Neither Lebanon nor Jordan has ratified the two international conventions for dealing with refugees: the 1951 United Nations Convention Relating to the Status of Refugees and its 1967 protocol.44 The convention defined refugee status and identified the legal obligations of the host state toward refugees, including guaranteeing their rights to freedom of movement, protection, justice, and work. The protocol removed the geographic and temporal boundaries included in the convention, a post-WWII instrument that had limited its applicability to persons who had become refugees due to events in Europe and prior to January 1951. A basic pillar of both instruments is non-refoulement, or protection from being forcibly expelled and returned to a context where freedoms are threatened and lives endangered.
The governments of Lebanon and Jordan consider fleeing populations as guests and not as refugees. This approach allows both governments to deny refugees a number of basic rights.
In place of this convention, the governments of Lebanon and Jordan consider fleeing populations as guests and not as refugees. This approach allows both governments to deny refugees a number of basic rights guaranteed by the convention, including the right to identification papers, the right to work, and the right to protection, and to reduce refugees’ well-being to the largesse of host countries and international agencies. The thinking behind this policy, as expressed repeatedly by different Jordanian and Lebanese political figures, is to ensure that displaced individuals are not integrated and do not settle in their area of refuge, and that new refugees are not encouraged to flee to either country. To do so, a Jordanian minister remarked, “You try to restrict their access to the labor market.” He continued, “You try to restrict their access to areas that could enhance sustainability. You provide the minimum education, health and food, but not anything further. You don’t want to enhance their engagement with the rest of the society.”45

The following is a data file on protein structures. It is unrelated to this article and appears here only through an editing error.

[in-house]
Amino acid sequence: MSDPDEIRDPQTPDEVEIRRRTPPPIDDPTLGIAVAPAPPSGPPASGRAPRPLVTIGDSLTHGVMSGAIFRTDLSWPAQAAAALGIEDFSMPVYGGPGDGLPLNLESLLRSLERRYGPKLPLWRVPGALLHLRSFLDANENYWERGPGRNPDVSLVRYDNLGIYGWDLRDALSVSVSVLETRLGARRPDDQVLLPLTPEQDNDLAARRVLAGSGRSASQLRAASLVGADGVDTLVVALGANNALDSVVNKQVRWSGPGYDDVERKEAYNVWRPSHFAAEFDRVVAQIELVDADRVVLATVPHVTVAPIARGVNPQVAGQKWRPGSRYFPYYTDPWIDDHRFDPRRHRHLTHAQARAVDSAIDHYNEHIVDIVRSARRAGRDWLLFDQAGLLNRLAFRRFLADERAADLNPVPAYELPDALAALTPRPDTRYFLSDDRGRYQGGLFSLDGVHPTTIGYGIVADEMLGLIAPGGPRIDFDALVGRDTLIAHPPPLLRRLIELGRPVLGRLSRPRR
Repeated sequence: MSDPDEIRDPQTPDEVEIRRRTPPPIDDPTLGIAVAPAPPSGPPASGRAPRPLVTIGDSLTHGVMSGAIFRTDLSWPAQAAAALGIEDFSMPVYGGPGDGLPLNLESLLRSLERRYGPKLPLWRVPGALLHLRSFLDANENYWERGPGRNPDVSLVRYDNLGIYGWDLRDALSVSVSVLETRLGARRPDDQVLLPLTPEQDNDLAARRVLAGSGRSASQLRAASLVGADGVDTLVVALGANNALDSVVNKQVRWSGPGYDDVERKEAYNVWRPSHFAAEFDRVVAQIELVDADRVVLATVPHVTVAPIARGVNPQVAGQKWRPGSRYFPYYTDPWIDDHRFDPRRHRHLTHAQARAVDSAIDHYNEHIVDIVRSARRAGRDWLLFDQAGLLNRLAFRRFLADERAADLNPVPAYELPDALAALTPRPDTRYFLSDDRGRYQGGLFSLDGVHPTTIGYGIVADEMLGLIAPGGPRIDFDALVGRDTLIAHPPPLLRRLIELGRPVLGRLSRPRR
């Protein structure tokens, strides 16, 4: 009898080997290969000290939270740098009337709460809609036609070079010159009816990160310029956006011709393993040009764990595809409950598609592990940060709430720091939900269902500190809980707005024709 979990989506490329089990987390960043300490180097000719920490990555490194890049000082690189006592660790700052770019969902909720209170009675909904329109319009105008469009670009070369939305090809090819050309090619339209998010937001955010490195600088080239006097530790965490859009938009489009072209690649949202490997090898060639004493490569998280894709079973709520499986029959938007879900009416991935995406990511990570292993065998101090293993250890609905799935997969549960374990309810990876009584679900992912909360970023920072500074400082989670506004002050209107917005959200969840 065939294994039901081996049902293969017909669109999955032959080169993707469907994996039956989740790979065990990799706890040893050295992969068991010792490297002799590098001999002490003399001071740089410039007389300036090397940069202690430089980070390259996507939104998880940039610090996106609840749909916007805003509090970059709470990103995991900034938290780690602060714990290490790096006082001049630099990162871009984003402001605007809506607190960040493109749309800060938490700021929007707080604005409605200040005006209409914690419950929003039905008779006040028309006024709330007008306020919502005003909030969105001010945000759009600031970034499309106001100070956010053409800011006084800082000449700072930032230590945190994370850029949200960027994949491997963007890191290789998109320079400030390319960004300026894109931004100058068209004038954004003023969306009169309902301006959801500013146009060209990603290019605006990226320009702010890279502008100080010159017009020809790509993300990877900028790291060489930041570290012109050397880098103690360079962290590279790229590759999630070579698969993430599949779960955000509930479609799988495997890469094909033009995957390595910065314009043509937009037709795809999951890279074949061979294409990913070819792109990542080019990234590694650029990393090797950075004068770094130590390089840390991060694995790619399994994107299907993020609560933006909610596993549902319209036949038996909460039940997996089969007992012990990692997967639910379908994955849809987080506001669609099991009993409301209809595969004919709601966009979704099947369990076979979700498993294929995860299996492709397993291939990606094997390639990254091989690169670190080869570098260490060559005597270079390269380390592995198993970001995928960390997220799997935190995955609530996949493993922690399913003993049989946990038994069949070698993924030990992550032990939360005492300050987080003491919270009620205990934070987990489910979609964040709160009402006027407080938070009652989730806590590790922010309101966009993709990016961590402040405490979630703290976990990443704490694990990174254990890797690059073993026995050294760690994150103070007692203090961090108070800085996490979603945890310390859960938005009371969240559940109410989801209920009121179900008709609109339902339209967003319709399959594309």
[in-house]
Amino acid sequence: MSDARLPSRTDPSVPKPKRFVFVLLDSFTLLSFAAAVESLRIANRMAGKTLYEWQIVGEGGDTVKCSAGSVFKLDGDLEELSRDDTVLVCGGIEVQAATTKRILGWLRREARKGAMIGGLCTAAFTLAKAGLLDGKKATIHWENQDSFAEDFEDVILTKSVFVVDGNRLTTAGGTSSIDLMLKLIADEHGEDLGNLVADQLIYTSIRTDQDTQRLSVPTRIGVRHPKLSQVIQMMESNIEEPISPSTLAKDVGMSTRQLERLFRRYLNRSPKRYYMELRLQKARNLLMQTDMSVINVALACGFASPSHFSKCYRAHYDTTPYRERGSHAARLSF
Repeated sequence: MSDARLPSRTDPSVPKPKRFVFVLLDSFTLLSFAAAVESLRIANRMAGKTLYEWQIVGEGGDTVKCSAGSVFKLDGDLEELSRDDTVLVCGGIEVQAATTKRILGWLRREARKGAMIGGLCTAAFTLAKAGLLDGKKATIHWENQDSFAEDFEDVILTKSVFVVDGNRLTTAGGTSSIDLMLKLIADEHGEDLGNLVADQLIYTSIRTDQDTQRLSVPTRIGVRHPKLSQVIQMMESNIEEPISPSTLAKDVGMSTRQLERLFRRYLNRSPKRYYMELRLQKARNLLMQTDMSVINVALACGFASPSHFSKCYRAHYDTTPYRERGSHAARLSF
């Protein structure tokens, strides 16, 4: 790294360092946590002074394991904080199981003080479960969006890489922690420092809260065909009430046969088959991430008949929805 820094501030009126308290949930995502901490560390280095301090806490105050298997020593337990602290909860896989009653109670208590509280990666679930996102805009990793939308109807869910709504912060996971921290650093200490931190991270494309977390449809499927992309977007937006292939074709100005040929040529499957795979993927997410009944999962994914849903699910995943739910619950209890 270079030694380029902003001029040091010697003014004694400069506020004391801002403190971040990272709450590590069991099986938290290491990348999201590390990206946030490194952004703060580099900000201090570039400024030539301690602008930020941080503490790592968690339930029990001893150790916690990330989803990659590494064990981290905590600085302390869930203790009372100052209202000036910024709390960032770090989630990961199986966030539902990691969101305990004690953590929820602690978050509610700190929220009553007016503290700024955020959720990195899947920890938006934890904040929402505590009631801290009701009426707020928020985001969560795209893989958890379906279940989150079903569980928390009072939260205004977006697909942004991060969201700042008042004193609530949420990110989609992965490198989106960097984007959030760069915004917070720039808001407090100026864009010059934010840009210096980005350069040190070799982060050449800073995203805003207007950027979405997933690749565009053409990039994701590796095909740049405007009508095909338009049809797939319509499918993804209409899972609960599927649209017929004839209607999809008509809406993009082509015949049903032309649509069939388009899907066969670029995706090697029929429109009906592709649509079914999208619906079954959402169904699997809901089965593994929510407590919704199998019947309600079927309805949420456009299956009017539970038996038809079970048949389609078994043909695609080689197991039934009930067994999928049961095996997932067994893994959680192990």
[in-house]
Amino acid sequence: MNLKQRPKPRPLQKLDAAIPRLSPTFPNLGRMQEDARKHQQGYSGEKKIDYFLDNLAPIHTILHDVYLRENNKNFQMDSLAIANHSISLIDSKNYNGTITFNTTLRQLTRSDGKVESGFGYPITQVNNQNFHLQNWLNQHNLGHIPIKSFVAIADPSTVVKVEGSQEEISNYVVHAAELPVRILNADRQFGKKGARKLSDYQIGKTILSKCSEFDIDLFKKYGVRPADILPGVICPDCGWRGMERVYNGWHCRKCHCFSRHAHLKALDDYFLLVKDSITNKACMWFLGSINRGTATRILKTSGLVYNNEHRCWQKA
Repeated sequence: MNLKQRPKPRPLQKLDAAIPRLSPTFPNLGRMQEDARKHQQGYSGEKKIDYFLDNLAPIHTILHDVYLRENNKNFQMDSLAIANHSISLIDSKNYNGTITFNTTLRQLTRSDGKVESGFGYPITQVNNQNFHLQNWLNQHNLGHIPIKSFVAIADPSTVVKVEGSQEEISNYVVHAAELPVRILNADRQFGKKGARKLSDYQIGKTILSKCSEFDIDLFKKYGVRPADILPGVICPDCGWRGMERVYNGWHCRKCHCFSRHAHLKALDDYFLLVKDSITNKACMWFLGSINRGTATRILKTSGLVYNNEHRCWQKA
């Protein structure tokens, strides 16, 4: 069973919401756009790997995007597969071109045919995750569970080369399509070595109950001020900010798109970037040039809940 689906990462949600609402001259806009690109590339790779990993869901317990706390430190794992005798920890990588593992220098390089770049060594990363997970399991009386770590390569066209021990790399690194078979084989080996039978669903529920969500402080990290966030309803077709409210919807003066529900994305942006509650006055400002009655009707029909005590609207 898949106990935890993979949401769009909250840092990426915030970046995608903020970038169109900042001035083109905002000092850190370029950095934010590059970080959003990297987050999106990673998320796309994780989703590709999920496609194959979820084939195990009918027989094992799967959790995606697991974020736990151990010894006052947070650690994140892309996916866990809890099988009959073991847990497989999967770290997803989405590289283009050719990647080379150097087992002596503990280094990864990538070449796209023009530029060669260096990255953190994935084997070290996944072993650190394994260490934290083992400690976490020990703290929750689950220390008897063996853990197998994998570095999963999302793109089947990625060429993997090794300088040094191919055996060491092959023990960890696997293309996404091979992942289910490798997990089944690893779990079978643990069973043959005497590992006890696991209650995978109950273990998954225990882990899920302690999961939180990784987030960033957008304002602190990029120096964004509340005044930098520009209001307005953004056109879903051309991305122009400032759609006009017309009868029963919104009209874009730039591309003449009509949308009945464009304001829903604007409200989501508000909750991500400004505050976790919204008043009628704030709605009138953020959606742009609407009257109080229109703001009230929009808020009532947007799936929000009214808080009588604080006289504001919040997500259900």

Some Lebanese politicians have even expressed an overarching desire to wish the refugees away, by making outlandish propositions that repatriation by any means of these de factorefugees is the only durable solution to the crisis. In the words of the minister of labor, “What is at stake now is the proposal that refugees who trust the regime return to the areas under regime control, and those who have faith in Nusra Front and ISIS go to the regions under their control.”46 More recently, the minister of social affairs in Lebanon called for the creation of a joint Lebanese-Jordanian plan for the return of Syrian refugees along the same lines.47
Between Security and Humanitarianism: The Evolution of Refugee Policies
Against this background, both Jordan and Lebanon have espoused a humanitarian- and security-oriented approach to the refugee crisis. The humanitarian approach effectively means limiting support for incoming refugees to the provision of minimum shelter, food, healthcare, and, where possible, education. No projects seeking to promote active economic participation or social integration may be undertaken. The security-based approach considers all refugees as potential threats to stability.